<bean id="myDevJdbcConfig" class="com.acme.JdbcConfiguration">
   <property name="driverClassName" value="com.mysql.jdbc.Driver"/>
   <property name="jdbcUrl" value="jdbc:mysql://devserver:3306/mydb"/>
   <property name="username" value="admin"/>
   <property name="password" value="admin"/>

<bean id="myQAJdbcConfig" class="com.acme.JdbcConfiguration">
   <property name="driverClassName" value="com.mysql.jdbc.Driver"/>
   <property name="jdbcUrl" value="jdbc:mysql://qaserver:3306/mydb"/>
   <property name="username" value="admin"/>
   <property name="password" value="admin"/>

<bean id="myProdJdbcConfig" class="com.acme.JdbcConfiguration">
   <property name="driverClassName" value="com.mysql.jdbc.Driver"/>
   <property name="jdbcUrl" value="jdbc:mysql://prodserver:3306/mydb"/>
   <property name="username" value="admin"/>
   <property name="password" value="admin"/>

What’s interesting in this simple example is that I used Spring more to configure instances of a single Java class than to provide Dependency Injection in the way that other frameworks like Guice are primarily used.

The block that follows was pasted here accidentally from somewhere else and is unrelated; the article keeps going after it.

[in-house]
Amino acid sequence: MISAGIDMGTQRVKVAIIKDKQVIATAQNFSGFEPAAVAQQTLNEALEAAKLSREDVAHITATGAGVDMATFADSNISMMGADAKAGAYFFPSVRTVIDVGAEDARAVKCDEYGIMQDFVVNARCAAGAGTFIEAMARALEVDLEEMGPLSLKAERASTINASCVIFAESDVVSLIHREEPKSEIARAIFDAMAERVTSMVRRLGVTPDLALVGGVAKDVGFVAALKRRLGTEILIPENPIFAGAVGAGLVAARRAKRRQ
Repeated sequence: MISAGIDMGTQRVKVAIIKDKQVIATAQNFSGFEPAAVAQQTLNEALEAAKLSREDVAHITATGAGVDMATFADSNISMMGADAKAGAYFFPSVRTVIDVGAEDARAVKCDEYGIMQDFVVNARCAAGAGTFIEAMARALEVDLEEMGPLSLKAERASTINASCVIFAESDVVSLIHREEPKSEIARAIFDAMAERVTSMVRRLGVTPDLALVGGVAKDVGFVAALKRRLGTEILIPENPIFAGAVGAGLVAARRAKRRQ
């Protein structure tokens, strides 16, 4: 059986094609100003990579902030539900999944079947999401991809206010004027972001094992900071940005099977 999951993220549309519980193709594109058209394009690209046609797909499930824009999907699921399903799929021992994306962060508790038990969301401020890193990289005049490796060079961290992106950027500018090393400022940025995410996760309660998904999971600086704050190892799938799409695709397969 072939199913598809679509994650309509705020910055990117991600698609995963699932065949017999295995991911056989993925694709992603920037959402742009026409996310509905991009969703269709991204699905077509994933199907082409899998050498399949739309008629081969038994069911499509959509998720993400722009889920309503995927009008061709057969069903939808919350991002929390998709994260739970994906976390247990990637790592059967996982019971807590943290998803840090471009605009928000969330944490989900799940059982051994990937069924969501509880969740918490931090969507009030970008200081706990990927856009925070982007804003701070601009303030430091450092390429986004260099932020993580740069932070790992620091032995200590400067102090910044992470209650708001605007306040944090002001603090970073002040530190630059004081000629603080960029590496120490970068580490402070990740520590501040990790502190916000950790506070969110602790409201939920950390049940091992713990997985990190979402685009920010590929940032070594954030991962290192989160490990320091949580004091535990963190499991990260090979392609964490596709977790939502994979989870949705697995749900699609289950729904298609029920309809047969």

But this example was somewhat trivial, so let’s kick it up a notch. At my last company, Merced Systems, our professional services team was able to implement incredibly complex customizations of our core platform for our customers using only configuration (no code) using an IoC container I wrote in 2001 very similar to Spring’s (enough like Spring’s that I will use Spring to illustrate).

Let’s say we have a simple ETL (Extraction, Translation, and Loading) framework for moving data from a source database to a target. You could use Spring to completely define an entire ETL process by linking together a set of Java Bean instances:

(I will omit class definitions as they will be obvious from the structure of the bean definitions)

<bean id="myETLConversion" class="com.acme.ETLConversion">
   <property name="source" ref="source">
   <property name="target" ref="target">
   <property name="mapping" ref="mapping">
   <property name="startTime" value="12:00am EST">
   <property name="frequency" value="DAILY">
   <property name="adminEmailForErrorAlerts" value="admin@fooco.com">

<bean id="source" class="com.acme.ETLTableEndpoint">
   <property name="tableName" value="PERSON">